Georgians eligible to treat their chronic illnesses with cannabis oil soon will have a lot more choices of places to get the medicine.
The state Board of Pharmacy has released a set of regulations that will allow Georgia’s independent pharmacies to dispense cannabis oil to eligible patients enrolled in a registry maintained by the state Department of Public Health.
The General Assembly passed legislation in 2019 legalizing the cultivation of marijuana in Georgia under close supervision and the conversion of the leafy crop into low -THC cannabis oil to treat patients suffering from a wide range of diseases.
The state agency that oversees the medical cannabis program has granted manufacturing licenses thus far to two companies. Trulieve Georgia and Botanical Sciences LLC have begun producing cannabis oil and have opened dispensaries in Marietta and Macon, with more to come.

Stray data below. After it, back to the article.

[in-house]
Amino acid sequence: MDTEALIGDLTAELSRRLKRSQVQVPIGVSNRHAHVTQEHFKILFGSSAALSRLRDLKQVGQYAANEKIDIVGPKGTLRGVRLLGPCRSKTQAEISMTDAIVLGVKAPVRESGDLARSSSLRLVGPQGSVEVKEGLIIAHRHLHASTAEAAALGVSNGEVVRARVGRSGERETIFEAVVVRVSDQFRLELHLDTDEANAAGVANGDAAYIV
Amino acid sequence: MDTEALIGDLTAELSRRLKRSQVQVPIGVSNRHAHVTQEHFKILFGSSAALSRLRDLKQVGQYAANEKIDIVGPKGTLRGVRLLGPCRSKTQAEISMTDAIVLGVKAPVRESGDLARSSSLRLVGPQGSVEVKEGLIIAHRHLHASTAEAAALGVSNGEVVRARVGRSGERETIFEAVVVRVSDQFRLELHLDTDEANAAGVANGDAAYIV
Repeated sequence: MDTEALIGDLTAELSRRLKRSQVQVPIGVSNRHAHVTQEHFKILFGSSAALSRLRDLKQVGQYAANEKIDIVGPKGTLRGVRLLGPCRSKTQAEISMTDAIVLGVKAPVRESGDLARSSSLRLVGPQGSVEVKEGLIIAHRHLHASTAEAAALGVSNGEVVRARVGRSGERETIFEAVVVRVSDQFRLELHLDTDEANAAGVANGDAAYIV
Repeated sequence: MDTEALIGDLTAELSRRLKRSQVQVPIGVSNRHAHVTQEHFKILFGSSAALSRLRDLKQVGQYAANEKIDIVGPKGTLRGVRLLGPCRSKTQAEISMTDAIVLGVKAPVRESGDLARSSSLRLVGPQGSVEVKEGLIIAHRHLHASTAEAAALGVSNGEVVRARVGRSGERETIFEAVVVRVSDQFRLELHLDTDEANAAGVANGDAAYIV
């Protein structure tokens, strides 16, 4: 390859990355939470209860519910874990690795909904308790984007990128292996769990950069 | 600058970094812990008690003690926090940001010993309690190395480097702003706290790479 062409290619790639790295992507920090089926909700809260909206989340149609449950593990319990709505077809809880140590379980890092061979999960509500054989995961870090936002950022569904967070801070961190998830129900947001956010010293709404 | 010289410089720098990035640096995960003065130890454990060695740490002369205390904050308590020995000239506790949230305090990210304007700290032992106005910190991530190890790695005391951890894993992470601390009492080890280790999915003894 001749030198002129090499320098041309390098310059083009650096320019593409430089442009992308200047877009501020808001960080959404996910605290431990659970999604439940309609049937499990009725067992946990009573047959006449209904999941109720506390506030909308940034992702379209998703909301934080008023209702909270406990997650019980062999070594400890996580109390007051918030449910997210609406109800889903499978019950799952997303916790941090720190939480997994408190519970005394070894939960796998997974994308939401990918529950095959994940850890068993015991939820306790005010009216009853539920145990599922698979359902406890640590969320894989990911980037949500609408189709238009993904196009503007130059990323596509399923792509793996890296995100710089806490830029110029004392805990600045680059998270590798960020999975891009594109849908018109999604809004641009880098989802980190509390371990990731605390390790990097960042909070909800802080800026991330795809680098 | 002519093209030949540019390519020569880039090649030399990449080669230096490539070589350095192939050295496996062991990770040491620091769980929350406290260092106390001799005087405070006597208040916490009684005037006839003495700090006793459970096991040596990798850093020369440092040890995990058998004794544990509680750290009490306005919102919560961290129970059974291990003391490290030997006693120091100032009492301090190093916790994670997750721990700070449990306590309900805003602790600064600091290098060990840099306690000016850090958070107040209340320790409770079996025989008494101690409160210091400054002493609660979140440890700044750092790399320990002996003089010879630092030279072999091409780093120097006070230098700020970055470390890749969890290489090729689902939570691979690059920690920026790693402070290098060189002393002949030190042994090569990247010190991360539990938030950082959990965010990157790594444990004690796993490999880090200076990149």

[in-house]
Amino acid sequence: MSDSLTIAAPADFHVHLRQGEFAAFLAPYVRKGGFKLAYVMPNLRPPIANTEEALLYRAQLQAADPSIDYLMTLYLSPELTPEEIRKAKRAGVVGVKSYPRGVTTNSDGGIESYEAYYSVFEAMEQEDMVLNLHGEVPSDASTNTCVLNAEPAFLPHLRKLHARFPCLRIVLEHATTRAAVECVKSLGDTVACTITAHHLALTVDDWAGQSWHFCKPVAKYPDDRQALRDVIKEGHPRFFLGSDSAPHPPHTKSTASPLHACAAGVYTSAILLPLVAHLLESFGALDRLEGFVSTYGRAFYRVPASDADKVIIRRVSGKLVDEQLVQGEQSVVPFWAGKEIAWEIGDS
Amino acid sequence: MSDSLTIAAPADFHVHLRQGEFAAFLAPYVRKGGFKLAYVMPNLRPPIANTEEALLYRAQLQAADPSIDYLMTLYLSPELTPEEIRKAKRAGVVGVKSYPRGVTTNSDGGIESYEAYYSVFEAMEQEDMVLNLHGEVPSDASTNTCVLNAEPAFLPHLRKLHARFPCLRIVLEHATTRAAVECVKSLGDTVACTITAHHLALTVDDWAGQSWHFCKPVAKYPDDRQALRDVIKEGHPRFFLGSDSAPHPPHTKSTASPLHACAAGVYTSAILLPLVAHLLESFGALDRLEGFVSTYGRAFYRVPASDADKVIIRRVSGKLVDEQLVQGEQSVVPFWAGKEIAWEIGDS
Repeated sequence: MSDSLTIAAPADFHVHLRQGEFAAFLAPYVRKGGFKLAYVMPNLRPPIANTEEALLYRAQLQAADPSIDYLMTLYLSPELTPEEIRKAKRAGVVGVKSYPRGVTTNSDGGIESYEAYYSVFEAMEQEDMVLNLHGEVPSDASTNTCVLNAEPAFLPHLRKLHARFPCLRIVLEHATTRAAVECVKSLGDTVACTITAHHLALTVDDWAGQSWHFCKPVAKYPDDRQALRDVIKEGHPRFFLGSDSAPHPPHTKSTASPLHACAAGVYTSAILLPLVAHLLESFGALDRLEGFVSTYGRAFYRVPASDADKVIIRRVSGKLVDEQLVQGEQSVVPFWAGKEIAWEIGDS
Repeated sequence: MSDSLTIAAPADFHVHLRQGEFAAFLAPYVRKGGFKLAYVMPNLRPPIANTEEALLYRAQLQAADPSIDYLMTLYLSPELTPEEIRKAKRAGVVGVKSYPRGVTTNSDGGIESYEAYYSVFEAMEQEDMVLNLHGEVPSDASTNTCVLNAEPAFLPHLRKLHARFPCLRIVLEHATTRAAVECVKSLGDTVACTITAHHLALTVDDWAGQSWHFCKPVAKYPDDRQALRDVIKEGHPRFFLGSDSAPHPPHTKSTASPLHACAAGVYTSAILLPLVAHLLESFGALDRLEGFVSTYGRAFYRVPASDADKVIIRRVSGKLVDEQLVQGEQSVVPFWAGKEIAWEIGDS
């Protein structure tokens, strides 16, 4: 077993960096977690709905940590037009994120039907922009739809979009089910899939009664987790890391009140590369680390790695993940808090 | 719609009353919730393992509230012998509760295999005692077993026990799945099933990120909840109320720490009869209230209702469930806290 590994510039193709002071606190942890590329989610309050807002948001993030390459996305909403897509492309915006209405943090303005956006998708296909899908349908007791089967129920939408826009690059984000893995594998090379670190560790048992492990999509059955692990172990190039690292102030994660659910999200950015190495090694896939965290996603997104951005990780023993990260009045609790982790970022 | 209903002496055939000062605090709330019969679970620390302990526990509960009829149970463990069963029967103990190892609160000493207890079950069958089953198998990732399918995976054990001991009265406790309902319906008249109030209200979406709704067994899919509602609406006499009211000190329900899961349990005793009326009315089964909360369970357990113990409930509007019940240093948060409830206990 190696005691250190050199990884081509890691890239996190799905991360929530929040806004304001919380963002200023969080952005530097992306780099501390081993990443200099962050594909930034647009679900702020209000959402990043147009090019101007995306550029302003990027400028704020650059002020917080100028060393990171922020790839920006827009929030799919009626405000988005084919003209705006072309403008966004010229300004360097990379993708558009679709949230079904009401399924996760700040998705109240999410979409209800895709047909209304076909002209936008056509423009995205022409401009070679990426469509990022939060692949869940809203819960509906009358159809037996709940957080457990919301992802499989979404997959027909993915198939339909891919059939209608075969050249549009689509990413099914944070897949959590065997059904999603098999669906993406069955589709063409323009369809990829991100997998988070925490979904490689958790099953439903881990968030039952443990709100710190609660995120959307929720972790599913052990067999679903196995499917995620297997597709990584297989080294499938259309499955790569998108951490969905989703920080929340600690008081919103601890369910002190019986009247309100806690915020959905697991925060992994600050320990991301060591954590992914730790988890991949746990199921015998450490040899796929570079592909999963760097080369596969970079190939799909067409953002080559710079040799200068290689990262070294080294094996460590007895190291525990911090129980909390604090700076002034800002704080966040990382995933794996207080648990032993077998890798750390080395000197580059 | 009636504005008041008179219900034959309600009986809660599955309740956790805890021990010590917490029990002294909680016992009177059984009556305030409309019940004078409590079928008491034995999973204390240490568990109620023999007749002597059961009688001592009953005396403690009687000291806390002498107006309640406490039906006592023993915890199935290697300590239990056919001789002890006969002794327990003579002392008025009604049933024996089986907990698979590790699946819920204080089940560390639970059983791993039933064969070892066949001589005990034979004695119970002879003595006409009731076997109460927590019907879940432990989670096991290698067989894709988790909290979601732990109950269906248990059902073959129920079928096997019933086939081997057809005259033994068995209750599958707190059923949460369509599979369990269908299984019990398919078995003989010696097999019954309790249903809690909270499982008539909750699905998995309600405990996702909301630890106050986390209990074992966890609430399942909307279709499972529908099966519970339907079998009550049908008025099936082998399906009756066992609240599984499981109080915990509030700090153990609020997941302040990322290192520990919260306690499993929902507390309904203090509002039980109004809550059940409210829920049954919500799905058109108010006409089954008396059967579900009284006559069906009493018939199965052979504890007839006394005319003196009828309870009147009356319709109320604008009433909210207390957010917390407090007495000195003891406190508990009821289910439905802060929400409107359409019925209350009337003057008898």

Separate from those dispensaries, the 2019 law also authorizes independent pharmacies to sell cannabis oil to eligible patients.
Of more than 700 independent pharmacies across the state, more than 100 have expressed interest in the program, said Andrew Turnage, executive director of the Georgia Access to Medical Cannabis Commission.
“This gives an opportunity for virtually every community to have access,” Turnage said.
The pharmacy board held a brief public hearing Wednesday on the proposed rules governing the sale of cannabis oil by pharmacies. Turnage said he expects the board to adopt the rules soon.
“They set a pathway for independent pharmacies to apply and subject these pharmacies to inspection and regulation for this medicine,” he said.
Turnage said the board plans to roll out a draft application form next week that will include the proposed fee schedule. He expects the first pharmacies licensed to sell cannabis oil to begin selling the medicine in late August to early September.
The list of diseases that qualify patients for cannabis oil includes end stage cancer, seizure disorders, AIDS, post-traumatic stress disorder, Parkinson’s disease, multiple sclerosis, sickle-cell anemia, autism, and Alzheimer’s disease.
This story comes to Rough Draft Atlanta through a content partnership with Capitol Beat.